Methaemoglobinaemia is a rare disease that is typically caused by a medication or other exogenous agent, with dapsone being the most common. It occurs when the concentration of methaemoglobin rises via ferrous haeme irons becoming oxidised to the ferric state, which shifts the oxygen dissociation curve to the left. The net result of an elevated methaemoglobin concentration is functional anaemia and impaired oxygen delivery to tissues. At lower blood levels, this can cause symptoms such as cyanosis, lethargy, headache and fatigue, whereas at higher levels it can be fatal. Here we discuss a subtle case of dapsone-induced methaemoglobinaemia presenting as subacute mental status changes and apparent hypoxia, thus highlighting the association between methaemoglobinaemia and dapsone. This case demonstrates the importance of thorough medication reconciliation and maintaining a broad differential diagnosis, while also recognising the significance of conflicting data and their implications for the workup.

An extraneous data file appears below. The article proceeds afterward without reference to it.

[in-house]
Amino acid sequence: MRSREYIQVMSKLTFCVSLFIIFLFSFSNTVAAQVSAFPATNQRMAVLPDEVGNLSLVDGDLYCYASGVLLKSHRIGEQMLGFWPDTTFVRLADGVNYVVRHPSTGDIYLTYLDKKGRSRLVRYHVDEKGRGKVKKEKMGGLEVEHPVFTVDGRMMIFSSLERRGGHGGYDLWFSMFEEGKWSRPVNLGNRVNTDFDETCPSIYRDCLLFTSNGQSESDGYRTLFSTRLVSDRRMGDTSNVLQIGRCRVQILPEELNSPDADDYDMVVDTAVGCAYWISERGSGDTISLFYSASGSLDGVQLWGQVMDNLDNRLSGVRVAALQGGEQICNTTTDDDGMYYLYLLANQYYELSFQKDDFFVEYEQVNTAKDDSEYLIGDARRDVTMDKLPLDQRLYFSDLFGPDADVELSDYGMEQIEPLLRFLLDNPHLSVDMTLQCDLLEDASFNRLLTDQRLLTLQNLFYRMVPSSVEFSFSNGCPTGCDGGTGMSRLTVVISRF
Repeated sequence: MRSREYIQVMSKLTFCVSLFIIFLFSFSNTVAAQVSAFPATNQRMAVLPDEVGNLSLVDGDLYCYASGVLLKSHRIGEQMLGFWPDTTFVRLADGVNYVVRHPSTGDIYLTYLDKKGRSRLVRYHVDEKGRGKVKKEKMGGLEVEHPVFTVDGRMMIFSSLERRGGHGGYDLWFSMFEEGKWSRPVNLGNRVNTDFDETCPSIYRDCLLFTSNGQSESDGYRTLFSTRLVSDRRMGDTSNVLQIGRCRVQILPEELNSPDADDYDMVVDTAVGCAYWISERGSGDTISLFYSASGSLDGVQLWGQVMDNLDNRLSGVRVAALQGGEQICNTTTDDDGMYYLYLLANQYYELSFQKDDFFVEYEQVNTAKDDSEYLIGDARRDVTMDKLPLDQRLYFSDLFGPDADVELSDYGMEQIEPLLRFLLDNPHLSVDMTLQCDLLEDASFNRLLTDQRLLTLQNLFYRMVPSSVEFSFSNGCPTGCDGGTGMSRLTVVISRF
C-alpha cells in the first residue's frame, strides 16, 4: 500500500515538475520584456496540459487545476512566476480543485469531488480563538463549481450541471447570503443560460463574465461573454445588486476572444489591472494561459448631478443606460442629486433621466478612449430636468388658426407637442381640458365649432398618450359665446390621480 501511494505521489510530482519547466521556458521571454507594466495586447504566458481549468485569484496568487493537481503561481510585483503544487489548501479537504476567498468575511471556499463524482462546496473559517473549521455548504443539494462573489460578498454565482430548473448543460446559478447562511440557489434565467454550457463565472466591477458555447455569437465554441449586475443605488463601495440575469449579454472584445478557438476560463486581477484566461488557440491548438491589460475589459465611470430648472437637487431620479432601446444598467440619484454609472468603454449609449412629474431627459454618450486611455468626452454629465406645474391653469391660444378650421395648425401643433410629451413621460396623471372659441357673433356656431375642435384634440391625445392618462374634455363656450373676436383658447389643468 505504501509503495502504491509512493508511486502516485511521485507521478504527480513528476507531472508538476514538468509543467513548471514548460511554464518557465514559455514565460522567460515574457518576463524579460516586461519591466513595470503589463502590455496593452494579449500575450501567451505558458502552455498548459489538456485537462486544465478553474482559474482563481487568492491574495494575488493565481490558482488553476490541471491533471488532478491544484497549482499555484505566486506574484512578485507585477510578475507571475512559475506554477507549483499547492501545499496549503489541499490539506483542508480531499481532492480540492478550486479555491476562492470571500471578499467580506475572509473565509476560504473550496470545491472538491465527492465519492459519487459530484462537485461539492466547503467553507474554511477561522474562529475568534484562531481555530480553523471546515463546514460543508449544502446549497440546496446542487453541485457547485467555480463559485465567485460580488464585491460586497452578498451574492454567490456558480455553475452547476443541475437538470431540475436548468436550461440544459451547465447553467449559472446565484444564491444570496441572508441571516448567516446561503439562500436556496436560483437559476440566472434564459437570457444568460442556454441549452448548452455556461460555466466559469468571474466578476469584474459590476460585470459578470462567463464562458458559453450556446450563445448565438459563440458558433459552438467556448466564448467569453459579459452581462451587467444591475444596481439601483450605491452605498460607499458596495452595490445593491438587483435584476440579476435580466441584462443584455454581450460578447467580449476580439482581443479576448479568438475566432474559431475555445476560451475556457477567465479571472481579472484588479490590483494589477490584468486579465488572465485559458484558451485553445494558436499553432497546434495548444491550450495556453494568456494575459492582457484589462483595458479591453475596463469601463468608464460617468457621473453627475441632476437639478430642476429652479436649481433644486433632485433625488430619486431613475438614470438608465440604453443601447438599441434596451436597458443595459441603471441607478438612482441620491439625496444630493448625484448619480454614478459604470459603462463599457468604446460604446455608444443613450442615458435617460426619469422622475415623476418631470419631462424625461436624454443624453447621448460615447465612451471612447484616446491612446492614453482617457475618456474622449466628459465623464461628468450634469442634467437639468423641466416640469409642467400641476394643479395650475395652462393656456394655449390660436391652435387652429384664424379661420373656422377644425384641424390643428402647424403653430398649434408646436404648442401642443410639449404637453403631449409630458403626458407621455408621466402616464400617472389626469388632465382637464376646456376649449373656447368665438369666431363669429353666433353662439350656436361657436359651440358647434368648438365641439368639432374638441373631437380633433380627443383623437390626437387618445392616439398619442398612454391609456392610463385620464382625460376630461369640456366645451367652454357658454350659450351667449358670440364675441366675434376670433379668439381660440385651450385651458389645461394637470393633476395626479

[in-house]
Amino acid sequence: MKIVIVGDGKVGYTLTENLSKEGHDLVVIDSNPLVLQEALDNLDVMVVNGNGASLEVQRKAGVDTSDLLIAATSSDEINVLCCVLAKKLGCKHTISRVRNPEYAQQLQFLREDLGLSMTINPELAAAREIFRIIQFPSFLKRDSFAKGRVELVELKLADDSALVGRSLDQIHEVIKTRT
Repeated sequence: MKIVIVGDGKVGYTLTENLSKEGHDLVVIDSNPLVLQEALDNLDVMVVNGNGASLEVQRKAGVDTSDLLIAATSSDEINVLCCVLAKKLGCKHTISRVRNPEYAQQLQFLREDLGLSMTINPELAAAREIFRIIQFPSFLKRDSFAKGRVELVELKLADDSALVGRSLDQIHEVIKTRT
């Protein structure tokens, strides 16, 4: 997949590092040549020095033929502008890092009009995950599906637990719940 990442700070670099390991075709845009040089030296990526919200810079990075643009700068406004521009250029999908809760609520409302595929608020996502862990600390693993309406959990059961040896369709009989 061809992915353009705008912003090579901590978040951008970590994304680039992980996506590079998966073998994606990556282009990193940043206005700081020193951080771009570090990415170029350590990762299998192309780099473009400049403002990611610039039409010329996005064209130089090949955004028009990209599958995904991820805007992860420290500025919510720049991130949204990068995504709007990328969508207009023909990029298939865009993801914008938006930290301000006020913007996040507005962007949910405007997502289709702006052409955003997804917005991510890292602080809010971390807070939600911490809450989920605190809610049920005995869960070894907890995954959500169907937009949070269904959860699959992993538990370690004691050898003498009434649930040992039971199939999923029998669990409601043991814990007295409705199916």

- contraindications and precautions
- general practice / family medicine
- haematology (drugs and medicines)
- haematology (incl blood transfusion)
ASJC Scopus subject areas